What are your thoughts on authors paying for reviews, doing review swaps etc.?

People have tried to misuse the system so I understand why there is an incentive right now to try to make things fairer, but really at the moment the whole business of reviews is very confusing for the new writer. Just yesterday, I came across a blog article from a bright-eyed young writer telling everyone that paying for reviews was patently morally wrong, then I clicked on the next link to be presented with a post from no less reputable a journal than Publishers Weekly with a list of the top five best sites for paid reviews! It is all very confusing. New writers want a chance to be seen but also most of them want to play by the rules. The trouble is it is not at all clear what the rules are. It seems to be ok for writers to pay for reviews in some circumstances but not in others but what the rules are and why they are made as they are is uncertain. It is enough to make you tear your hair out. For instance, it seems to be ok for Kirkus Review to charge over $400 for a review that is 90% plot summary with a sentence or two of comment – not always grammatically correct- joined on at the end. Whereas if two people give honest reviews of a book but they happen to share the same address then that is not all right and both reviews are removed. There might be very good reasons for these rules but they are not always clear to the newcomer. Would it not be possible for, say, half a dozen interested parties representing online retailers, publishers, writers and readers to get together to devise a system of rules which is clear and consistent and also fair so that everyone knows what they are doing? Just asking…

What is the intended audience for your book?

8-12 year old (i.e. mid grade) children are the target audience but I know of several 7 year olds and a great many adults who have enjoyed the book. I wrote it intending that adults would enjoy it as well as children – and I think I’ve succeeded. Give it a try and see what you think!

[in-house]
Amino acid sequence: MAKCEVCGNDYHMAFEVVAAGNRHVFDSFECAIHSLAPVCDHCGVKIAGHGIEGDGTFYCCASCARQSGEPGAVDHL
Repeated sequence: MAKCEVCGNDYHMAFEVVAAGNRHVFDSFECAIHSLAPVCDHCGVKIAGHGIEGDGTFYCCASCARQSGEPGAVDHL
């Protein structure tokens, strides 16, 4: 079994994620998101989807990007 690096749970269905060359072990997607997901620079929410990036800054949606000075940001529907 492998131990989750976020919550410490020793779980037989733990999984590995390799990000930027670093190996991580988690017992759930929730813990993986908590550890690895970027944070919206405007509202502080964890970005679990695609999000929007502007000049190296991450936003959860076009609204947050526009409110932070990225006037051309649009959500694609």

Have you ever had a book idea or characters come to you in a dream? What do you do about it afterwards?

Such ideas or even significant twists of plot are very likely to come to me at such a time or while dozing or meditating. It may be something I’ve been mulling over during the day, and then my brain throws up the answer when it calculates that I am inconveniently distant from a pen or other writing device. Experience has taught me that it is vital to write it down however, or otherwise I will definitely forget it. That’s probably why I don’t get very much sleep.

Do you proofread/edit your own books or send them off to an editor?

You have to get your book checked over by someone else because we all have holes in our heads through which the mistakes leak. Fortunately other people’s heads have holes in different places so they can catch the mistakes you’ve missed. Professional editors are the best people to use because they have at least 80% fewer holes in total than other people.

If you had the chance to get one message out there to readers all over the world, what would it be?

Please find a way to get along with each other – but not so well that we all get bored.

What makes your book stand out from the crowd?

A great cover.

Unfortunately I can’t draw, so its great that my friend Pete Lyon can do it so well.

On second thoughts, a great title is also important.

Fortunately I have one of those too.

Books by Grimly Darkwood